Well, it has been probably a year since I’ve blogged here, or anywhere for that matter. The short version is I went through six months of depression, one month of ECT, received a late stage lyme diagnosis and had heart complications over the summer. Things got better, but worse again (lyme) and I think I have a title for my next book:  “I’ve been Lymed”.  What do you think?  So now I’ve got the physical and the mental illness and it feels swell.

Sorry to bore you. I did have one fantastic month, July, where the antibiotic was kicking ass and I felt better than I had in probably two or so decades. It was glorious! I woke up at 6:00 or 7:00 am, after a perfect 8 hours, and walked 1.5 to 2 miles. I’d get a bunch of work done with the clearest head since I don’t know when. Thankfully, I worked hard because I applied for grants and got one. That is how I am now out of medical debt. Hallelujah! Now, if I could pay off the cars, the house and the credit cards, well that would be a miracle of epic proportions.

In the meantime, all the mental health holidays have whizzed by without any mention from me. It’s okay, right? I’m busy writing a book, a blog for BPHope and Huff Post and really trying to focus on DinerGirl.  My mom thinks I’m afraid of it because I’m a perfectionist. Well…I’m sure that’s part of it, but it’s a nightmare.  When I wrote INCJB, I had an intense, writer/editor boot camp style so once I had my first 150, the skeleton (with some meat on it), once I had that, it flowed nicely to finish in several months. The second book was a collaboration. So this one, this one will be a bear. Plus, I started it right before Hurr Sandy decided to level our area and office turned in to recovery and hotel bed and then 2nd book contract came. Do you see where I’m going with this? It’s hard to keep enthusiasm going for an Achilles heel type of book. I hope I get motivated again, and soon, because that is the book I must finish before I attack the others.

And I really want to write again…I’m not feeling the editing. Maybe I’ll divide my day so I can.

Anyhoo, aren’t you thrilled you tuned in? I’m so boring these days. My big excitement is that I started yoga again. *(Thank you, Groupon.)  I wasn’t in love with being six inches from all neighbors, or the Madonna infused soundtrack (what happened to calm music?) or the shouting teacher, but I kept saying ‘this class only cost $3.90.’ Again, thank you, Groupon. You rock. And so, I can try another place when I’m done. Damn Sandy literally blew through and out my favorite yoga studio in Sea Bright. (Even the post office never came back.) There’s finally some clothing store there but not Bhrama Yoga. I’m terribly sad and really noticing it now when I am trying to find a replacement.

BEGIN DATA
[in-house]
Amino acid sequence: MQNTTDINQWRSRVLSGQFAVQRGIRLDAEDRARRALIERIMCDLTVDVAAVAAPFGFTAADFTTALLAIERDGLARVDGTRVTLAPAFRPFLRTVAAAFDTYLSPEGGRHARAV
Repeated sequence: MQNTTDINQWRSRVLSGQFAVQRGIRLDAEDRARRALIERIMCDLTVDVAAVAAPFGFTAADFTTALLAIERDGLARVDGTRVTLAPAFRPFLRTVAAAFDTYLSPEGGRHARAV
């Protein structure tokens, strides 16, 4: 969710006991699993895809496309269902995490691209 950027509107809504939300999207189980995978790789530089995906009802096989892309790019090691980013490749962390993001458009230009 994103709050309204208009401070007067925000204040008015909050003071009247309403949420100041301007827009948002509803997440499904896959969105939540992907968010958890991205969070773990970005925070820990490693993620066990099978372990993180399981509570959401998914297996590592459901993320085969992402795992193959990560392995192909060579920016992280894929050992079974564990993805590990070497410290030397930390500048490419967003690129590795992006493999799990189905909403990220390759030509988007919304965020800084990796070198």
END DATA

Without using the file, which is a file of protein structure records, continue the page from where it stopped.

Ah well, you can’t have it all. Right?  I’ll settle for good mental health…until winter comes. For now you better believe I’ve got my light box on!!!!!  🙂



It’s SAD Time Baby, Get Your Light Box On!

It is that time of year when Seasonal Affective Disorder lands like an annoying fly just when I was on a roll. Funny enough, I am writing about it for my next book. After finishing that chapter I realize I have some information to share. That and I always blog about what is bothering me.

SAD Nov BP Hope blog 11-7-2015 1-28-15 AM

What I know, as many of us do, is that in four season climates in the U.S. it’s right now many people are struggling, simultaneously cursing those able to head to warmer climates. And I swear if I see one more Sandal’s commercial with happy couples walking hand in hand on the most gorgeous beaches or hear of another Christmas countdown I am going to run down the road screaming naked. (Don’t dare me.) Isn’t the Christmas count a little premature? For God’s sake we haven’t even come close to Thanksgiving!

Most of us also know the ideal remedy is a mix of sunshine, low stress, exercise and eating right in combination with our medication for those who aren’t medication resistant (which is 30%-40%). It’s the combo plan that is the most effective and this is what struck me over and over while researching for the book.

For those who can’t afford to pack a bag and head south we’re left with full blown winter blues or SAD and it sucks.

I told my friend Ann about my SAD story, how every winter both I go through it. (What a perfect acronym. Can you imagine if they named it HAPPY?) Ann said after graduating from Miami University she moved home to N.J. Once, while out to dinner with her parents and family doctor (they were close friends), he noticed Ann was not her peppy self. When the doctor made this comment and that she had a medical condition, Ann accepted it.